Ruth Bell Graham Dies
Wife of Billy Graham Succumbs to Lingering Illness, Surrounded by Loved Ones at Her Deathbed
ONTREAT, N.C., JUNE 14—Mrs. Ruth Bell Graham, beloved wife of world-renowned evangelist Billy Graham, died at 5:05 p.m. today, at her home at Little Piney Cove in Montreat, N.C., surrounded by her husband and all five children. She was 87. A public funeral service to honor Mrs. Graham has been scheduled for 2 p.m. on Saturday, June 16, in Anderson Auditorium at the Montreat Conference Center in Montreat, N.C. Public funeral service
“Ruth was my life partner, and we were called by God as a team,” Mr. Graham said of his life-long marriage and ministry partner. “No one else could have borne the load that she carried. She was a vital and integral part of our ministry, and my work through the years would have been impossible without her encouragement and support.
“I am so grateful to the Lord that He gave me Ruth, and especially for these last few years we’ve had in the mountains together,” Mr. Graham continued. “We’ve rekindled the romance of our youth, and my love for her continued to grow deeper every day. I will miss her terribly, and look forward even more to the day I can join her in Heaven.”
Mr. Graham confirmed today that his wife’s final resting place will be at the foot of a cross-shaped walkway in the Prayer Garden on the grounds of the recently dedicated Library bearing his name adjacent to his ministry headquarters in Charlotte. Earlier this year the Grahams agreed together that they would be buried side-by-side at the Library, a decision made by the two of them alone.
Ruth Bell was born June 10, 1920, in Qingjiang, Kiangsu, China, the daughter of medical missionaries L. Nelson and Virginia Leftwich Bell. She attended high school in Pyongyang, (now North) Korea. She first came to the United States at the age of seven, while her parents were on furlough. She returned to the United States at the age of 17 to attend Wheaton College in Wheaton, Ill. Shortly after his arrival on campus, she was introduced to “Preacher,” the nickname other students gave the strapping Billy Graham from Charlotte, North Carolina. They were married in August 1943, following their graduating together that June.
Between 1945 and 1958, Mrs. Graham gave birth to five children, whom she raised—sometimes single-handedly—while her husband was away on extended national and international evangelistic crusades. The three daughters and two sons who survive her are all actively involved in ministry, including eldest son Franklin, who heads the Billy Graham Evangelistic Association (BGEA) founded by his father.
“My father would not have been what he is today if it wasn’t for my mother,” Franklin said. “She stood strong for what was biblically correct and accurate. She would help my father prepare his messages, listening with an attentive ear, and if she saw something that wasn’t right or heard something that she felt wasn’t as strong as it could be, she was a voice to strengthen this or eliminate that. Every person needs that kind of input in their life, and she was that to my father.”
In 1959, Mrs. Graham published her first book, Our Christmas Story, an illustrated volume for children. She went on to write or co-author 13 other books, many of them works of poetry she wrote as an emotional release while her husband was so often on the road through the years.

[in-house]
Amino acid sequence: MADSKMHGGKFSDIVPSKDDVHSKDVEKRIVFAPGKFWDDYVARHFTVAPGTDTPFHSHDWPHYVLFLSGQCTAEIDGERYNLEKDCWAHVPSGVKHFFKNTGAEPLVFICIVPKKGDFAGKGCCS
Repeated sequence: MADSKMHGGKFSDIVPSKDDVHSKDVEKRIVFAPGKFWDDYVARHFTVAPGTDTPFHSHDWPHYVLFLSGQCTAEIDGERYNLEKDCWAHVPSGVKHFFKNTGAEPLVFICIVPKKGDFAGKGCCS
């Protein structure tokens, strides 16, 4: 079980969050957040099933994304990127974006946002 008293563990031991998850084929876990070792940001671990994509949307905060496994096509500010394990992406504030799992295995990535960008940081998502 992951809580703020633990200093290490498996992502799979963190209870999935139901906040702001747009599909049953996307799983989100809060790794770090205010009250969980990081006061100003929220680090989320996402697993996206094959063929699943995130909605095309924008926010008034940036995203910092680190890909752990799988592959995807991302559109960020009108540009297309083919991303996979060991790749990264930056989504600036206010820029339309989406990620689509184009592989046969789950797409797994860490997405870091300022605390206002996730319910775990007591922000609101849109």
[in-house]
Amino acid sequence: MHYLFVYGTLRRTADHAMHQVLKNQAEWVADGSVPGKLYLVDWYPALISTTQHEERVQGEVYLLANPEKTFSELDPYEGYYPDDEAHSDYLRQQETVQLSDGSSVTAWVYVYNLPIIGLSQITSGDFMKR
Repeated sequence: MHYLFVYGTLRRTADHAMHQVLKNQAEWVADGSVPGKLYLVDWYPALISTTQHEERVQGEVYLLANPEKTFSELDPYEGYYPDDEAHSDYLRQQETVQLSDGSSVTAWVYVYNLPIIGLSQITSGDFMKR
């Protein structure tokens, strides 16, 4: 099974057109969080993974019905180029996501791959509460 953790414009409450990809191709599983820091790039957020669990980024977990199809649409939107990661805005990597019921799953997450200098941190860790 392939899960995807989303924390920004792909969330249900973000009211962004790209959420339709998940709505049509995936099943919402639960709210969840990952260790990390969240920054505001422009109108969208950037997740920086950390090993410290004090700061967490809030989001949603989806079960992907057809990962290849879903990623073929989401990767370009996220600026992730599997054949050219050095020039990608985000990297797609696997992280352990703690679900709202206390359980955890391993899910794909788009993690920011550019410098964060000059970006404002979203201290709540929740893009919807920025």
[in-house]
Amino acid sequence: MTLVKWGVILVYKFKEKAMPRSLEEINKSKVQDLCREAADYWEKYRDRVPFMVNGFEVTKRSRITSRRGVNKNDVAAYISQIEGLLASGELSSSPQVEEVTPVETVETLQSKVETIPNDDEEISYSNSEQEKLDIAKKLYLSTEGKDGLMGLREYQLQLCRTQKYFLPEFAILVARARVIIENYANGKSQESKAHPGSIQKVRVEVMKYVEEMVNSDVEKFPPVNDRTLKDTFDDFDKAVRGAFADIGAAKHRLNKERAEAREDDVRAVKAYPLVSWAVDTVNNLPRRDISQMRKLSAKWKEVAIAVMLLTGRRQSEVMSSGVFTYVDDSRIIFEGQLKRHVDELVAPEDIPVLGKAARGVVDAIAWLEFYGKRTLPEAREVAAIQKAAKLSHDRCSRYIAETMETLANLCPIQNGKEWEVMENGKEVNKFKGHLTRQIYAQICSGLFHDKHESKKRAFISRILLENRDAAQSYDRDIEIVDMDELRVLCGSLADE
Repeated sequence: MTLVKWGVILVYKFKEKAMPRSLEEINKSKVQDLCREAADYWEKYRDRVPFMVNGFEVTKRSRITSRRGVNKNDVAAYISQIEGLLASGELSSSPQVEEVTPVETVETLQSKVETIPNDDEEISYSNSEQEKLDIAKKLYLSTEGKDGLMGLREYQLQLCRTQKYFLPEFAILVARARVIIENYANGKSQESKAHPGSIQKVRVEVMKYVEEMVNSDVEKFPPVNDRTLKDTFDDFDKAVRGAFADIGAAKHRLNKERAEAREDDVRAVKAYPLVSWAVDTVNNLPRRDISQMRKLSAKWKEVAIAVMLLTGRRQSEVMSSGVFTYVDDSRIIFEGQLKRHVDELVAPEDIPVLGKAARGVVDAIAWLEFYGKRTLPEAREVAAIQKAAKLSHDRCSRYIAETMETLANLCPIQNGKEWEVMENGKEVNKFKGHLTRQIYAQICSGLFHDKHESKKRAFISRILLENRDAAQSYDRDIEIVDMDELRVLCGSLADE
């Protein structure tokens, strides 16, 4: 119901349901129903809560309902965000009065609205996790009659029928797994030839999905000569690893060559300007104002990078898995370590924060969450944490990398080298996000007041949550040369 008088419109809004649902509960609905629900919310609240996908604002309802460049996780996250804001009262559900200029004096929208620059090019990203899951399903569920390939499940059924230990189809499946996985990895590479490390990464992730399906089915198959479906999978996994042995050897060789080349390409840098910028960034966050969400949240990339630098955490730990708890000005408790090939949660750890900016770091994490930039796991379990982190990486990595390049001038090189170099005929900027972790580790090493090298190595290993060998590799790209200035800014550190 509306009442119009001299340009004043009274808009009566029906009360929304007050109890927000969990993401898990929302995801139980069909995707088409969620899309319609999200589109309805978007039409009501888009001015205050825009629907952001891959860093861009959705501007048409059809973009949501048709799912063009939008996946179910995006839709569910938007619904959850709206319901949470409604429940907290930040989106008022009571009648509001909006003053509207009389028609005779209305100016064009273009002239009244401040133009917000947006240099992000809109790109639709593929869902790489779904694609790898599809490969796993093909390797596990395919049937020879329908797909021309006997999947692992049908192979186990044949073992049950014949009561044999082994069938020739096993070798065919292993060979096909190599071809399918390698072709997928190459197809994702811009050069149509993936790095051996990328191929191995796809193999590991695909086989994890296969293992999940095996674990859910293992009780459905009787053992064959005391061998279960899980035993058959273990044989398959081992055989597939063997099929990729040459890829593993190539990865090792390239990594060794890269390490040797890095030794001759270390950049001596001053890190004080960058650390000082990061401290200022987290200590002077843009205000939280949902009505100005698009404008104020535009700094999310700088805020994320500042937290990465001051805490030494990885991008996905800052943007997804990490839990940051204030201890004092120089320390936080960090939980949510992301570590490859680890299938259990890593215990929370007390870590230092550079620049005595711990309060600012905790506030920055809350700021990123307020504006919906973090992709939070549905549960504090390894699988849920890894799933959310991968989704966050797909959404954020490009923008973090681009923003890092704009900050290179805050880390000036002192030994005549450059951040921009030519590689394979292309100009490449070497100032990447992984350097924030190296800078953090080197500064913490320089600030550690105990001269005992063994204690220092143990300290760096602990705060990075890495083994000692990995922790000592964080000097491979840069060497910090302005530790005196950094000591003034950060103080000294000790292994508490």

“I don’t believe Mother has adequately been recognized and honored for what she had done; because, without her, Daddy’s ministry would not have been possible,” said Ruth Graham, youngest daughter—and namesake—regarding her mother’s influence and partnership in her father’s ministry.
“How does one live with one of the world’s most famous men?” daughter Ruth continued. “God began training my mother for this position years ago in China. Her parents exercised a profound effect upon the development of her character, and laid the foundations for who she was. What she witnessed in her family home, she practiced for herself—dependence on God in every circumstance, love for His Word, concern for others above self, and an indomitable spirit displayed with a smile.
“Her happiness and fulfillment did not depend on her circumstances,” the younger Ruth concluded. “She was a lovely, beautiful, and wise woman, because early in life she made Christ her home, her purpose, her center, her confidant, and her vision.”
Mrs. Graham’s significant role in Mr. Graham’s ministry was recognized in 1996, when they were jointly awarded the Congressional Gold Medal in a special ceremony in the Capital Rotunda in Washington, which reflected a consensus of love and support from all branches of government in attendance.
Ruth Graham was always a vital part of Mr. Graham’s evangelistic career, and he turned to her for advice and input about many ministry decisions. One of the early uses of media by the BGEA was the “Hour of Decision” radio program begun in 1950, which she named. After her upbringing in China and high school experience in Korea, she continued to have a burden for the people of Asia. She encouraged her husband to visit and later accompanied him during his historic visits to the People’s Republic of China.
Ruth Graham has been in frail health since suffering spinal meningitis in 1995. That was exacerbated by a degenerative back condition that began with a fall out of a tree while helping a grandchild fix a swing in 1974 that resulted in chronic back pain for many years. Bedridden or wheelchair-bound since the late 1990s, Mrs. Graham wasn’t able to accompany her husband during his last few years of ministry, but was always a continued source of inspiration and support for him through her prayers and wise biblical counsel.
Mrs. Graham is survived by her husband Billy; daughters Virginia, Anne Morrow, and Ruth Bell; sons William Franklin, III, and Nelson Edman; 19 grandchildren; and numerous great-grandchildren.